OCHOPEE (CBSMiami) - The Florida panther is one of the most endangered animals in the world, which is why wildlife officials want to find the person who shot and killed one on federal land.
The panther was found dead Saturday in the Big Cypress National Preserve in Collier County.
Preserve Superintendent Pedro Ramos said the panther's death is "a serious incident."
It's also why officals at Flamingo Gardens Wildlife Sanctuary, where they take care of a rescued panther named April, are paying such close attention to the investigation going on at the Big Cypress National Preserve.
"I'm heartbroken," said Laura Wyatt, the curator at Flamingo Gardens. "Its bad enough so many are killed by vehicles. For someone to do that (shoot and kill), its sickening," she told CBS4's Joan Murray.
The park service said it happened off a back country access road frequented by hikers, hunters and people who use off road vehicles.
Wyatt told Murray that Florida panthers are by nature reclusive.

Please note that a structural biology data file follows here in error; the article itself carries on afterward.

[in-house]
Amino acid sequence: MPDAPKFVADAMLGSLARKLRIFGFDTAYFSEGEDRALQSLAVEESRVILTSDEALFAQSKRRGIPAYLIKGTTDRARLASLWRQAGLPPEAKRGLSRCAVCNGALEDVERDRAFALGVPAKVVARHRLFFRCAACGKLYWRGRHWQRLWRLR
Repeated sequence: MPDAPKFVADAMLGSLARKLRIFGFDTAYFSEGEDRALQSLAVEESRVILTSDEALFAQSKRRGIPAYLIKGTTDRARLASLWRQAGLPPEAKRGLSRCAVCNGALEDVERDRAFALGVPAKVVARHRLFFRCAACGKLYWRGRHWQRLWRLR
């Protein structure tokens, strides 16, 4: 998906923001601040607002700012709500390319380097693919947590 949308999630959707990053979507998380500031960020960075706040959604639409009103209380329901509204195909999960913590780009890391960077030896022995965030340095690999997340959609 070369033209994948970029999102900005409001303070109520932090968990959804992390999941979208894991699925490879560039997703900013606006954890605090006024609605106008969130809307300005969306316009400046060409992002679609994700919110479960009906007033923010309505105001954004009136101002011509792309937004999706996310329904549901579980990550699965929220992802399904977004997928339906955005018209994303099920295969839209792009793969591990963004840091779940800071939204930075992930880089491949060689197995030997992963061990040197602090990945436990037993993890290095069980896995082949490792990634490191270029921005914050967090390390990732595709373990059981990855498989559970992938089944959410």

"They are in the middle of the Everglades. I've never known a panther to attack a human being," insisted Wyatt.
Florida panthers are protected under the Endangered Species Act. The maximum sentence for the unlawful taking of a Florida panther is one year in prison and a $100,000 fine.
Panthers are extremely rare. The big cats once ranged across the southeastern United States, but now they are found primarily in southern Florida. Wildlife officials estimate that between 100 and 150 adult panthers remain in the wild.
The National Park Service is asking anyone with information about the panther's death to contact investigators at 1-800-788-0511.